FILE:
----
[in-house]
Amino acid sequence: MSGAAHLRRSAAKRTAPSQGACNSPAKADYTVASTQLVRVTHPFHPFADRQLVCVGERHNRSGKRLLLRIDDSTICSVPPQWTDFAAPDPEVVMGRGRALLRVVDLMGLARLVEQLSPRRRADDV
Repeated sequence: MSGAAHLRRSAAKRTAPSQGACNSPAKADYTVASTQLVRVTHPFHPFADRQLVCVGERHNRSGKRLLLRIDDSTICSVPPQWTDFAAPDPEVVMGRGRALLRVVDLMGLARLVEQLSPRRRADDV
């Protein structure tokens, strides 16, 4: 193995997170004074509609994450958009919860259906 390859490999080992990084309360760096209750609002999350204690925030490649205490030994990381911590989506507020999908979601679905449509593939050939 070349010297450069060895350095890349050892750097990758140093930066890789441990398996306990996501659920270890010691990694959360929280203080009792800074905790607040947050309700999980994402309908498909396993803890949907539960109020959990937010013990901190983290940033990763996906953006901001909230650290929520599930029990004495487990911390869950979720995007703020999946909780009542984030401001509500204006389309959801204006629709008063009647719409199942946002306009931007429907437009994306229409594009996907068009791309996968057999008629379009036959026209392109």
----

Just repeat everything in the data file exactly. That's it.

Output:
[in-house]
Amino acid sequence: MSGAAHLRRSAAKRTAPSQGACNSPAKADYTVASTQLVRVTHPFHPFADRQLVCVGERHNRSGKRLLLRIDDSTICSVPPQWTDFAAPDPEVVMGRGRALLRVVDLMGLARLVEQLSPRRRADDV
Repeated sequence: MSGAAHLRRSAAKRTAPSQGACNSPAKADYTVASTQLVRVTHPFHPFADRQLVCVGERHNRSGKRLLLRIDDSTICSVPPQWTDFAAPDPEVVMGRGRALLRVVDLMGLARLVEQLSPRRRADDV
């Protein structure tokens, strides 16, 4: 193995997170004074509609994450958009919860259906 390859490999080992990084309360760096209750609002999350204690925030490649205490030994990381911590989506507020999908979601679905449509593939050939 070349010297450069060895350095890349050892750097990758140093930066890789441990398996306990996501659920270890010691990694959360929280203080009792800074905790607040947050309700999980994402309908498909396993803890949907539960109020959990937010013990901190983290940033990763996906953006901001909230650290929520599930029990004495487990911390869950979720995007703020999946909780009542984030401001509500204006389309959801204006629709008063009647719409199942946002306009931007429907437009994306229409594009996907068009791309996968057999008629379009036959026209392109």